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Monsters? Naw....

Posted By: BB <nettech@bellatlantic.net>
Date: Tuesday, 6 April 1999, at 2:50 a.m.

In Response To: Big Clown Loaches (Dr. Momfish)

Here is a passage from the "Hobbyist Guide To Catfish and Loaches";

snip "A few months ago I received six clown loaches, Botia macracanthus, from a friend of mine. They had been maintained in a 320 liter (80 gallon) aquarium fo almost five years. The fish were very shy and were seen only once or twice a year when the tank was cleaned. Finally, my friend lost his patience with the fish and sent them to me. When I received them they were six to seven inches in total length. Two of them were very heavy-bodied" sound fimiliar? "while the other four were thinner but longer. I decided to house the fish in a 140 liter (35 gallon) tank where a pair of discus had spawned only a few weeks earlier." hum I wonder what the water was like ..discus hummmm "The tank was planted with three large Echinodorus from Brazil and there were many pieces of driftwood. The chemical makeup was as follows; pH=6.2, DH=2.0, and nitrate level less ththan 0.05. The water temperature was maintained between 29-30 degrees C (84-86 degrees F). An outside powerfilter was used and the filter media consisted of a comercial brand of aquarium peat and polyfilter fibre. As soon as the loaches were placed their tank, they disappeared into the plants and driftwood. The average observer would have thought the tank was uninhabited, Each evening I would prepare a mixture of Tetramin staple food, shreaded beefheart, spinach, and shrimp pellets. This was placed in the front of the tank before the lights were turned off for the night. The food was always gone by the following morning, but no fish were ever observed feeding. In time the tank gained the title "Ghost Tank." On one ocassion, I turned out the lights but a dim room light. In a few minutes, the loaches came out of hiding. They moved through the tank in groups of three searching for food. As soon as the main lights were switched on the fish were gone. They had vanished in an instant! One day I needed an unusually large plant so I decided to remove one from the "Ghost Tank". As I began to uproot the plant, a cloud of mulm rose into the water. It began to settle after a few seconds, and I was amazed to see 10 to 15 small fish scatter wildly about the tank. I dropped the plant immediately and began to search for the small fish. A close examination reveled very young clown loaches hiding deep in the crown and exposed roots of the two undesturbed plants. After seven weeks, I have found 39 young fish averaging 3/4 an inch in total lenght" The man who deserves the credit is Werner Nowak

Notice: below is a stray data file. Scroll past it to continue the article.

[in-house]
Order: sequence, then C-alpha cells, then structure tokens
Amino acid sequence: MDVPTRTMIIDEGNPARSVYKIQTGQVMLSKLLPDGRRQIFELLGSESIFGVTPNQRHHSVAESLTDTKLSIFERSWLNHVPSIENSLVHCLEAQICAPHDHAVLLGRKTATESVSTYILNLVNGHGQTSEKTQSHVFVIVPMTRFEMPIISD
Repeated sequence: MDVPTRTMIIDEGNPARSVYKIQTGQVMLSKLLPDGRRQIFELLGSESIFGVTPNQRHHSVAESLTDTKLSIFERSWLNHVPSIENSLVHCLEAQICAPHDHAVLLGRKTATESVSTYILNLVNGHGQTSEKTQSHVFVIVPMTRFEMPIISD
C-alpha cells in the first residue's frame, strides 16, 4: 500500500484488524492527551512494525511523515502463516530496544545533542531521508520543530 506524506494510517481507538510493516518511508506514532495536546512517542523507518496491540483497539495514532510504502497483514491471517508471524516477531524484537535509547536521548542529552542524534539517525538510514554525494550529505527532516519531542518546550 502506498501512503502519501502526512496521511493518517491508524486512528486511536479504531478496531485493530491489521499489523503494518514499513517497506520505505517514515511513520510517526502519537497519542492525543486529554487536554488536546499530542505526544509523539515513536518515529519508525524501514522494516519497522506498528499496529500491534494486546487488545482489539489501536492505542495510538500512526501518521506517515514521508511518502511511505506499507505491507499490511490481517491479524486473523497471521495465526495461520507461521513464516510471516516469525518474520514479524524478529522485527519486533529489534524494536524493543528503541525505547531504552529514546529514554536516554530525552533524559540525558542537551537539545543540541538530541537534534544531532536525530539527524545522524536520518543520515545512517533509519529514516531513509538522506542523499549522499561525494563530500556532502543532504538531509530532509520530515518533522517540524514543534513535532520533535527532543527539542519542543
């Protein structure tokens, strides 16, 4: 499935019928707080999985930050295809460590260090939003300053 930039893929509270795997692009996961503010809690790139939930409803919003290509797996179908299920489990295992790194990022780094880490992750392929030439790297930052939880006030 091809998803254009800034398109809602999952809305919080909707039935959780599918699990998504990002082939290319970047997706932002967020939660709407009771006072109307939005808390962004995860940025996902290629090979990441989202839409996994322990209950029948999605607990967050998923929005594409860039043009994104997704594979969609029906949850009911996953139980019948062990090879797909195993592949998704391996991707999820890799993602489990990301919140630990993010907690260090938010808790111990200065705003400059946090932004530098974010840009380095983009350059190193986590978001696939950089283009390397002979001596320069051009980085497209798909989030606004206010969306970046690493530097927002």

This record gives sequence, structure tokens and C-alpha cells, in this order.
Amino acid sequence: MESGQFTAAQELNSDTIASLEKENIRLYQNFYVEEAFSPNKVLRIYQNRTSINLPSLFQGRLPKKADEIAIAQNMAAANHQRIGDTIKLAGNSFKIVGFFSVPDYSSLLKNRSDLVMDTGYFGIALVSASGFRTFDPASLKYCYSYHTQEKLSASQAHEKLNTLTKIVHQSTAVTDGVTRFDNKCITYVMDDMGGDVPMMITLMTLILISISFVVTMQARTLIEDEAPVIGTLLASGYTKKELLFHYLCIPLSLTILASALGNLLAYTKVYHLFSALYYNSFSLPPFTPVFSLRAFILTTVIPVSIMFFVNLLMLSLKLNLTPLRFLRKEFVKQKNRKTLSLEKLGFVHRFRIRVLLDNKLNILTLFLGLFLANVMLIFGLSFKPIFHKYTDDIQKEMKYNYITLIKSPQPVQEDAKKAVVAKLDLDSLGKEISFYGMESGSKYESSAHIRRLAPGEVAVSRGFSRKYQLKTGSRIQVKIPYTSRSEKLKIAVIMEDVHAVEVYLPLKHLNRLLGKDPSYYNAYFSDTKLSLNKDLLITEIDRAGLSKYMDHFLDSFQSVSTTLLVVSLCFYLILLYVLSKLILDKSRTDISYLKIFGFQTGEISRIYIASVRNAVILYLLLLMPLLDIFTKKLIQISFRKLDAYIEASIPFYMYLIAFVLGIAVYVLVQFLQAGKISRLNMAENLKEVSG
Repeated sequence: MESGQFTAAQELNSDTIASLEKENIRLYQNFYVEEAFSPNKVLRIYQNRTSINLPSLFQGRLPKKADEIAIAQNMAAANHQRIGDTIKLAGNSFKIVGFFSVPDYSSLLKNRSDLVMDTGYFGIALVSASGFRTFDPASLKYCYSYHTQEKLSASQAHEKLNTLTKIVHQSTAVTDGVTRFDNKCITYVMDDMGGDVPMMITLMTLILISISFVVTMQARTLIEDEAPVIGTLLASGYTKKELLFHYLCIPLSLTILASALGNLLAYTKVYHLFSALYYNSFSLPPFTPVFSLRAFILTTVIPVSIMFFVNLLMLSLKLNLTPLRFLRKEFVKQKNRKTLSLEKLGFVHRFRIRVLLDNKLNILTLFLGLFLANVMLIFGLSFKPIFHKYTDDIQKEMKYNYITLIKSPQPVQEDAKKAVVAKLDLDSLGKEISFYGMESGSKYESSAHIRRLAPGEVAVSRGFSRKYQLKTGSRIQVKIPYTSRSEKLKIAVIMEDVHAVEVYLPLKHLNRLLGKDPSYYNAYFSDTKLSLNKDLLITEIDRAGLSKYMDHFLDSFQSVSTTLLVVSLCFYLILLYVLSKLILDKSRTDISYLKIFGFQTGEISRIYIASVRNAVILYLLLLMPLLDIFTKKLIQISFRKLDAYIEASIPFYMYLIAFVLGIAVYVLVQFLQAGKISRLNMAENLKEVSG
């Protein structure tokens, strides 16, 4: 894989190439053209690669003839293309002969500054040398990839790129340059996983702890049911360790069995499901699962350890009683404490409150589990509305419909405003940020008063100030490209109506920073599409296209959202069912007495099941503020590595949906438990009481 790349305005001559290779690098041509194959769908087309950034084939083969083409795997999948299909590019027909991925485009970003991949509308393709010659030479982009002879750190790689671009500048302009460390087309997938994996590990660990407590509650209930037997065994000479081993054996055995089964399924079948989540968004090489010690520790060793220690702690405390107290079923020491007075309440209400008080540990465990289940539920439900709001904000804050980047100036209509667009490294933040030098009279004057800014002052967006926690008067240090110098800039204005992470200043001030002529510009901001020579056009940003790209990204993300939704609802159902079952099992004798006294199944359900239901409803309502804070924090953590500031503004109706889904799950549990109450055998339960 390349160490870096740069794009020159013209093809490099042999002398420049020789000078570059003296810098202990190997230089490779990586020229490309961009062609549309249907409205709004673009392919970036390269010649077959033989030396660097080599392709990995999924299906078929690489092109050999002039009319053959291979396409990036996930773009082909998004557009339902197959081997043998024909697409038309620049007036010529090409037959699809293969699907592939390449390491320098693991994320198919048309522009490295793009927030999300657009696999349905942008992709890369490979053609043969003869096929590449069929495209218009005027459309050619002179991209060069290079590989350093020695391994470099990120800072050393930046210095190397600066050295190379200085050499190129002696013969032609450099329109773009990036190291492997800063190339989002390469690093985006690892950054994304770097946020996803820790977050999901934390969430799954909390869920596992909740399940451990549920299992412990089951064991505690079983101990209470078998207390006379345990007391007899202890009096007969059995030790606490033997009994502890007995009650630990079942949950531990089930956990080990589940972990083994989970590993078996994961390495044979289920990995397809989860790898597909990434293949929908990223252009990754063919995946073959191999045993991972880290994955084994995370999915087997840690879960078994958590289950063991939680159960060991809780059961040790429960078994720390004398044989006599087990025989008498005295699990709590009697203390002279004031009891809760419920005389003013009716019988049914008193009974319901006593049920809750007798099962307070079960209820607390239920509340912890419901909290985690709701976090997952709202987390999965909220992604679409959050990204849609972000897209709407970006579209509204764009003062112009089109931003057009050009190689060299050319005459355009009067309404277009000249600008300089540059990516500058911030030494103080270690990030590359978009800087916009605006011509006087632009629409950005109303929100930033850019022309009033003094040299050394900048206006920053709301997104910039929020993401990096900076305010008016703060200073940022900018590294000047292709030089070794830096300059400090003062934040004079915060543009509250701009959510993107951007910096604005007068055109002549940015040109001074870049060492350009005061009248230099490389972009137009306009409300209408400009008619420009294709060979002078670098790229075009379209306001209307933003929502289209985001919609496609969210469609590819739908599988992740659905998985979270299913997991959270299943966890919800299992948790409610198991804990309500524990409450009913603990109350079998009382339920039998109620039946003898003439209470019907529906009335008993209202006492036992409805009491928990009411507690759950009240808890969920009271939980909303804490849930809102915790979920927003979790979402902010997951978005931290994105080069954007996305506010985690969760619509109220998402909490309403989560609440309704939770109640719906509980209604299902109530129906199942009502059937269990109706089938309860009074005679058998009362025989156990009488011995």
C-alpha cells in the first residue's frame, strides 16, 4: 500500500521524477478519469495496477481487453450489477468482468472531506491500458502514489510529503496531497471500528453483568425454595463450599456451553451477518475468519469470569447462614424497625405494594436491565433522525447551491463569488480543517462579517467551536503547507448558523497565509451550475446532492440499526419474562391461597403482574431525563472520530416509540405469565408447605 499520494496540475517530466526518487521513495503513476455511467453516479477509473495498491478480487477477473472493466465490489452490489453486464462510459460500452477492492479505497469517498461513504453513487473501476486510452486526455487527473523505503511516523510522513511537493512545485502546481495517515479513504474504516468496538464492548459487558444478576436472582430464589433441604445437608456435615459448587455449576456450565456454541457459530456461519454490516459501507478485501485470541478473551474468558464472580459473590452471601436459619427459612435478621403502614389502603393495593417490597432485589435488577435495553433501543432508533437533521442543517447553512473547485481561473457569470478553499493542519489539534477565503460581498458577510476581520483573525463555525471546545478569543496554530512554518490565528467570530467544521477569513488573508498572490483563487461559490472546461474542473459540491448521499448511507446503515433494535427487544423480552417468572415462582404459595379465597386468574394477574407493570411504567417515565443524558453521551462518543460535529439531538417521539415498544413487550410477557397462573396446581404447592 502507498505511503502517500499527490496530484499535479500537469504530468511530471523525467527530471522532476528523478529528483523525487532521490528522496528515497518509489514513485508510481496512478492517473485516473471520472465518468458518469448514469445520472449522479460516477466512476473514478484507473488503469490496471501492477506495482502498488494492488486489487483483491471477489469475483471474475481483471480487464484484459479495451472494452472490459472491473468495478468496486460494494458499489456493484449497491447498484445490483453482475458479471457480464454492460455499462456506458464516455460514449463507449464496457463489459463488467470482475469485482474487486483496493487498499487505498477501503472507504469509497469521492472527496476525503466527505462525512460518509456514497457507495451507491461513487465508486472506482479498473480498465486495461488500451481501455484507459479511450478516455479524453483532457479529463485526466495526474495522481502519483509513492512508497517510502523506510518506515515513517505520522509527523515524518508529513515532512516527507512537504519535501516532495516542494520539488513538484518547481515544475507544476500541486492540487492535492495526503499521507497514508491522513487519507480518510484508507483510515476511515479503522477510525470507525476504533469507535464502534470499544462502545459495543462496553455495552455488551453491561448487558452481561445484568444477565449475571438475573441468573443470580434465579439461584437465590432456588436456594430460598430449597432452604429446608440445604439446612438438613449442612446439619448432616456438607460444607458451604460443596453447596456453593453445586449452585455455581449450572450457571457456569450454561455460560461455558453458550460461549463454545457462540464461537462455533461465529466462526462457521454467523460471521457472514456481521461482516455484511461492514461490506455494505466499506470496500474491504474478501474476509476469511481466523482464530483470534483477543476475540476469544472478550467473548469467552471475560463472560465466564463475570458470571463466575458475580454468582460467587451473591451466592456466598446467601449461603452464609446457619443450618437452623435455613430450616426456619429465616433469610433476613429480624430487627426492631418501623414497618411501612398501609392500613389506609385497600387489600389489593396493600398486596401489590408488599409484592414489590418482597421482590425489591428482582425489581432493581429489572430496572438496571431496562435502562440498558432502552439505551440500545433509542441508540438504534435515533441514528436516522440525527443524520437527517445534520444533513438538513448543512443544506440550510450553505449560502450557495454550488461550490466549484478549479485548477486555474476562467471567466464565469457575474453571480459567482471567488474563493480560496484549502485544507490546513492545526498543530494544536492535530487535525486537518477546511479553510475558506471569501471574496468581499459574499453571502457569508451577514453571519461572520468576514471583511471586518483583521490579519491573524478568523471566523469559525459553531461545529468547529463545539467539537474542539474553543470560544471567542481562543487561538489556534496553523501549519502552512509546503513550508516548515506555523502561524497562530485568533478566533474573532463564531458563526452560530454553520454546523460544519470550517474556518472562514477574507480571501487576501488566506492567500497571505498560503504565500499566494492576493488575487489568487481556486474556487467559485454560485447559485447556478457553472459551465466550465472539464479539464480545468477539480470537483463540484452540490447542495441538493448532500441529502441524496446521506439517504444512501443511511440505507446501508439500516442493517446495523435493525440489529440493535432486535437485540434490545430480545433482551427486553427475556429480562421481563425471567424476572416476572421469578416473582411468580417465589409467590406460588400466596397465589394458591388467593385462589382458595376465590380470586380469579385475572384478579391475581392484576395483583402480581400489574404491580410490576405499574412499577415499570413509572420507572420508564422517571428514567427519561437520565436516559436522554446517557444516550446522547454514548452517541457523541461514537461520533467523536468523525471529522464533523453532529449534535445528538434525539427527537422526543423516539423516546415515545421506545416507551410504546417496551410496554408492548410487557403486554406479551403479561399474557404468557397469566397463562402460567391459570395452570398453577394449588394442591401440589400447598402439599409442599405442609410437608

Intresting isn't it:) BB
 

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